“We teach the students complete Islam…Jihad is a big pillar of Islam.” And while putative Muslim reformers in the West self-righteously remind us that Islam is not a monolith and jihad is a spiritual struggle, these clerics and students in Islamabad teach jihad is warfare and peaceful Muslims have mounted no effective theological response to them.
From DPA, :
The hostage-taking of three police officers by students attached to Islamabad’s notorious Red Mosque Wednesday again highlighted the rising strain of religious militancy in the very heart of the Pakistani capital.
If the police did not to release several of his students and teachers they would face a jihad, or holy war, warned cleric Abdul Rashid Ghazi, deputy head of the Lal Masjid, or red mosque, and adjacent madrassa religious school where Osama bin Laden is regarded as “our hero”.
But their arrest and the seizure of the officers and an alleged manager of a local brothel during a morality dispute is a sideshow to more sinister activity inside the giant complex with 11,000 students.
“We encourage our people to go and fight (foreign troops in Afghanistan),” Ghazi told Deutsche Presse-Agentur dpa during a recent visit.
Any means of stopping the “aggressors” was justified, including suicide bombings, and it was just a matter of time before the international contingents are forced to leave, he said.
Pakistan is a key ally of the United States in the war against terrorism, yet hatred towards the western “occupiers” in Afghanistan is openly preached a short distance from the offices of the prime minister, parliament and the Supreme Court.
Earlier attempts to take action against the complex were dropped amid fears of a broad backlash, leaving Ghazi free to impress the call to arms upon the 6,500 females and 4,500 males who take classes and worship on premises he jointly administers with his brother.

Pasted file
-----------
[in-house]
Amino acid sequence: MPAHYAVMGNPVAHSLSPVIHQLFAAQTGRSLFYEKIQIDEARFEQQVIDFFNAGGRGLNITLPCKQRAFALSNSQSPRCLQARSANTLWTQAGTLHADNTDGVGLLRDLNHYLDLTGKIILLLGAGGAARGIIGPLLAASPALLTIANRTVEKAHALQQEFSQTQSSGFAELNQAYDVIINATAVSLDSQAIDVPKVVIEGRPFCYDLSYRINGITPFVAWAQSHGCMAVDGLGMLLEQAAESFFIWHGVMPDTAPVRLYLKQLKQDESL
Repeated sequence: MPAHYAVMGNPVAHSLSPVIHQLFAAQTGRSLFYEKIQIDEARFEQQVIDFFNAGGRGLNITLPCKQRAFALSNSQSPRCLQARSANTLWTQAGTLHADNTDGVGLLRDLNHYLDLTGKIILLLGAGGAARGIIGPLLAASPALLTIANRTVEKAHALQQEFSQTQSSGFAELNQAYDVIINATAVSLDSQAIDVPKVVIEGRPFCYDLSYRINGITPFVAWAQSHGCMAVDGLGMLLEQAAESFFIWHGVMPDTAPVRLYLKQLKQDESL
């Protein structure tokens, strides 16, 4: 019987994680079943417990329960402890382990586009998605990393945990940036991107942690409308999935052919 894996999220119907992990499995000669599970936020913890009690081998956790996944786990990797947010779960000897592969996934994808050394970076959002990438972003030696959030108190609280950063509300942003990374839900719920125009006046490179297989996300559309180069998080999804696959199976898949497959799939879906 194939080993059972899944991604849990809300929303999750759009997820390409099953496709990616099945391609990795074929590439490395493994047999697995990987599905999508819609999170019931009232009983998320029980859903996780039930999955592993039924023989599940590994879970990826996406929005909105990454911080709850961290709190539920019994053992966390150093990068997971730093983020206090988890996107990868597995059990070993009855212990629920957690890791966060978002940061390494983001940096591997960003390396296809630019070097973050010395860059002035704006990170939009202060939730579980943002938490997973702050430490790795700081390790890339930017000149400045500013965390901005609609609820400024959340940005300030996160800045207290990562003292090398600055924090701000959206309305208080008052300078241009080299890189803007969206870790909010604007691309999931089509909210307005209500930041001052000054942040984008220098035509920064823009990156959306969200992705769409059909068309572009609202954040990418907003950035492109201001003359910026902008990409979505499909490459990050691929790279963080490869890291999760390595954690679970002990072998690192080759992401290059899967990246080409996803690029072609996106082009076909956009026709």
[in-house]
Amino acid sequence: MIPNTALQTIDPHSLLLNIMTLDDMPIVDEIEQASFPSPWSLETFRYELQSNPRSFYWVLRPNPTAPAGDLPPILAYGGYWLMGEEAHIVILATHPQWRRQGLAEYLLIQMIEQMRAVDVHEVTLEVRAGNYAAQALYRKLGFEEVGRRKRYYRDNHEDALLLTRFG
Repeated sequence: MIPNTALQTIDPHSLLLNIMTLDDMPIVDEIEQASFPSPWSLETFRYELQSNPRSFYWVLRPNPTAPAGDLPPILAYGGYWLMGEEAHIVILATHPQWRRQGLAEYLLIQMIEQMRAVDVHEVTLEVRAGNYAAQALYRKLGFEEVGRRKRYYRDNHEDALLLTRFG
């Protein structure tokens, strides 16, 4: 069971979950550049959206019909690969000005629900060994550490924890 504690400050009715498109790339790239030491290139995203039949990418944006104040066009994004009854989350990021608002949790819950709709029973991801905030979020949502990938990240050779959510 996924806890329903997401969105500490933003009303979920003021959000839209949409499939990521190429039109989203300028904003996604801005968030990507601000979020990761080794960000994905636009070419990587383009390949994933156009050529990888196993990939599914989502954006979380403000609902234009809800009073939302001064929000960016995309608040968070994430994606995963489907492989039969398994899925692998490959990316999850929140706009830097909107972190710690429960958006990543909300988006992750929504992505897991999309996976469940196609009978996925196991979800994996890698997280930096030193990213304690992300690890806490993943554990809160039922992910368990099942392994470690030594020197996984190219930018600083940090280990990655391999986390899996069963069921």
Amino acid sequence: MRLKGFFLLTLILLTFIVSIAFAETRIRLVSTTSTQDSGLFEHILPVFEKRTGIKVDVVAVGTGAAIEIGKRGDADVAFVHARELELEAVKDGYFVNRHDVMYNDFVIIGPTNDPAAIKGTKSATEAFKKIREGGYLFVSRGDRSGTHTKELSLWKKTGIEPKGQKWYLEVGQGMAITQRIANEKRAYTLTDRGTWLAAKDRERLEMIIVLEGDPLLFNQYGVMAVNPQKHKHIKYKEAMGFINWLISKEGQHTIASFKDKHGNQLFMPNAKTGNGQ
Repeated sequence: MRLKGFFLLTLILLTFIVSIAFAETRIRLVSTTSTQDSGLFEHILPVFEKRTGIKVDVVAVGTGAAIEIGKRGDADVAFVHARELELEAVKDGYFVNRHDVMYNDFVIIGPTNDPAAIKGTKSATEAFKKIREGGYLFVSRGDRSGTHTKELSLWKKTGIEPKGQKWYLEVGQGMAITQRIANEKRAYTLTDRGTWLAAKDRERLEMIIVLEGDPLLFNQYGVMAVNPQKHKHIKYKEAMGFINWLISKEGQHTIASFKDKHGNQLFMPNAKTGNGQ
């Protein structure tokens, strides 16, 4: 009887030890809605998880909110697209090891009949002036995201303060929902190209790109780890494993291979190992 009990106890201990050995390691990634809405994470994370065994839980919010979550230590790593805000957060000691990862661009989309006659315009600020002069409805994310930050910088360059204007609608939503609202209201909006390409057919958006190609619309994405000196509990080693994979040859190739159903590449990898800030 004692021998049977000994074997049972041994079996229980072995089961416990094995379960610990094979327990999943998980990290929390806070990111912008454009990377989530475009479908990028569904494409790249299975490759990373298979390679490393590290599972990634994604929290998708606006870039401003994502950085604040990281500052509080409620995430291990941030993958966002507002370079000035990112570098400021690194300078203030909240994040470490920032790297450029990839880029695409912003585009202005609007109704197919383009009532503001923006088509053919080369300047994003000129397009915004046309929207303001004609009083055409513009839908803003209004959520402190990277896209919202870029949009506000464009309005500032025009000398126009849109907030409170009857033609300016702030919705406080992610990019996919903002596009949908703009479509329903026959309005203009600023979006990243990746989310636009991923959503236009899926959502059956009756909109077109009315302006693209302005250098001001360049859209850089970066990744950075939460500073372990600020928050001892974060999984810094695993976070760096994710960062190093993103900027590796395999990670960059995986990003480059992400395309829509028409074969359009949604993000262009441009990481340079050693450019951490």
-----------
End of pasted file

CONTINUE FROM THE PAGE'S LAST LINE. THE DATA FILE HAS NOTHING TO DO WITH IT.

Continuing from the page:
While a generation of young fighters appears to be taking shape under their tutelage, the state’s authority now seems to end at the heavily guarded gates….
Foreign armies had no right to invade Afghanistan after the terrorist attacks of September 11, 2001, says Ghazi, who in 1998 met al-Qaeda leader bin Laden in the southern Afghan city of Kandahar.
“They will never succeed, they will go, defeated like the Russians,” he pronounces, before rhetorically asking how many of the 50,000 foreign troops in Afghanistan would be willing to carry out a suicide attack on the Taliban.
Hearing the answer “none”, Ghazi says opposition among the masses to western intervention can produce “hundreds of thousands of suicide bombers” eager to sacrifice themselves….
“We teach the students complete Islam,” Ghazi explains, but noting that, “Jihad is a big pillar of Islam.”
“We teach them the concept of jihad, not how to fight,” he clarifies, confident of the superior determination of those waging the armed struggle.
“For us this life does not matter,” says Ghazi. “(The fighting) will continue for some time, there will be a lot of casualties on our side, no doubt, but finally (the foreign troops) will retreat.”
A return of the Taliban to power in Afghanistan is the only solution for the country, he believes, while claiming that his men have contacts with the militant resistance and al-Qaeda.
Bin Laden and Taliban leader Mullah Omar are alive and actively continuing the fight and neither their death or capture would not significantly weaken the effort, according to Ghazi.
“In our jihad a person is not important – another would just take over,” he says.
As we have often noted here.